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I was wondering if the compareTo method looks at just the length of the strings or if it looks at each character of the string?

and if it does just look at the length how would i be able to compare two elements in an array of strings to see which element is bigger.

What im trying to do is write a method that recursively looks at the right side of the array, the middle, and the left and returns the index of the longest string in the array.

i have it working fine, the only problem is when there are two strings of the same length, it returns the first one.

Just clarifying how the compareTo method looks at the strings would help me solve this problem i think

how do strings of numbers compare lexographically? would 17 be bigger than 15?

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Looking at just the length wouldn't really fulfill what the docs say it does, would it? – Dave Newton Oct 3 '11 at 1:52
1  
You may find the [documentation](download.oracle.com/javase/6/docs/api/java/lang/… helpful. If you just want to compare string length, then you'll probably find length() more useful than compareTo(). – aroth Oct 3 '11 at 1:54
    
no, it would have to look at each character which is what im not sure if compareTO does – alexthefourth Oct 3 '11 at 1:54
    
So you want the longest string. But when two strings are the same length, it returns the first one. But this is not what you want. So you want it to return the second one, not the first one?!? – Jeff Grigg Oct 3 '11 at 20:51
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compareTo for strings is done lexicographically. (or alphabetically) It doesn't compare the lengths of the strings.

A is less than B if A is alphabetically before B.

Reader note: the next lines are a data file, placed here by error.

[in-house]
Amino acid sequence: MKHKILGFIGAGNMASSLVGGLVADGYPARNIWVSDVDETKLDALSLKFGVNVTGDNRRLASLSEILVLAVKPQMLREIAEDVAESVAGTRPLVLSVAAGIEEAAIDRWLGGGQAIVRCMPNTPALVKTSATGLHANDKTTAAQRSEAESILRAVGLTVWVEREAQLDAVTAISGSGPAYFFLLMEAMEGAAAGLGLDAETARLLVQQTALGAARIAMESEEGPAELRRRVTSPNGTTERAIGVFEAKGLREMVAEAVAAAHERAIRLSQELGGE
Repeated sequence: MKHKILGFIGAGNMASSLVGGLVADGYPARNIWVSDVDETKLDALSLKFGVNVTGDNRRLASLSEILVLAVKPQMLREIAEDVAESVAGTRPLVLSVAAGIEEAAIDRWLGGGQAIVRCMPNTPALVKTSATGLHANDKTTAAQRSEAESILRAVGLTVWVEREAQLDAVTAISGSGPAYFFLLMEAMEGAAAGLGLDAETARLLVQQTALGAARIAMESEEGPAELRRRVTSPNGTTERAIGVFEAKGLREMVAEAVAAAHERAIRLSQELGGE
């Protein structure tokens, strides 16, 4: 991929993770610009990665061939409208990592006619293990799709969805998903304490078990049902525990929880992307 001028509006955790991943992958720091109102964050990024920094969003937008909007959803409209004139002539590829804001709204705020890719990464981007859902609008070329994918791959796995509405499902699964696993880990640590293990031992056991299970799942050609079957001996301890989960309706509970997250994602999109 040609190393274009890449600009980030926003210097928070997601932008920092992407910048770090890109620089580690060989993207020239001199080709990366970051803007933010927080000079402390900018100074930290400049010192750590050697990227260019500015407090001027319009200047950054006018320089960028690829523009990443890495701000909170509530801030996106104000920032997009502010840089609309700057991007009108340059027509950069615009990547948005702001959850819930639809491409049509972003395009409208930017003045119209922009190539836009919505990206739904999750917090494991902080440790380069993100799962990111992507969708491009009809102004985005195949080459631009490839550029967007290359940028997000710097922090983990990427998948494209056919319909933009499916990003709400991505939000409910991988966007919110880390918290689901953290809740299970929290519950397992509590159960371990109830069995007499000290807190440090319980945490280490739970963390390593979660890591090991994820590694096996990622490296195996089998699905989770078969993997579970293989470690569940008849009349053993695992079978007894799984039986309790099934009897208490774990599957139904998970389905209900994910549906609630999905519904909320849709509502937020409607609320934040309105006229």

If you want to compare the length of a string, you can get the length from the .length() method and compare it as an integer.

EDIT:

Lexicographically is done by the ASCII/UNICODE values.

So in your example, 17 is bigger than 15. Because the 1 is the same (a tie), and 7 has a higher ASCII/UNICODE value than 5.

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compareTo will compare both the alphabetical (lexicographical) order of the strings.

See the documentation here.

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It actually tells the details,for deep research you can just view the String source code. – Vacker Oct 3 '11 at 2:05

I was wondering if the compareTo method looks at just the length of the strings or if it looks at each character of the string?

It (potentially) looks at each character in the string. It certainly does not just look at the length.

and if it does just look at the length how would i be able to compare two elements in an array of strings to see which element is bigger.

It doesn't, so this question is moot.

What im trying to do is write a method that recursively looks at the right side of the array, the middle, and the left and returns the index of the longest string in the array.

i have it working fine, the only problem is when there are two strings of the same length, it returns the first one.

We'd need to see your code to understand what is actually going wrong, but it is most likely not caused by some strangeness in the semantics of String.compareTo(String)

how do strings of numbers compare lexographically? would 17 be bigger than 15?

Yes it does compare strings lexicographically. Yes "17" would be bigger than "15". (But "17" would be greater than "15" if you compared the strings numerically too. On the other hand "7" is lexicographically greater than "13" but numerically less than it.)

Perhaps you need to read up on what "lexicographical order" means; Wikipedia summarizes it as:

"In mathematics, the lexicographic or lexicographical order, (also known as lexical order, dictionary order, alphabetical order or lexicographic(al) product), is a generalization of the way the alphabetical order of words is based on the alphabetical order of letters."

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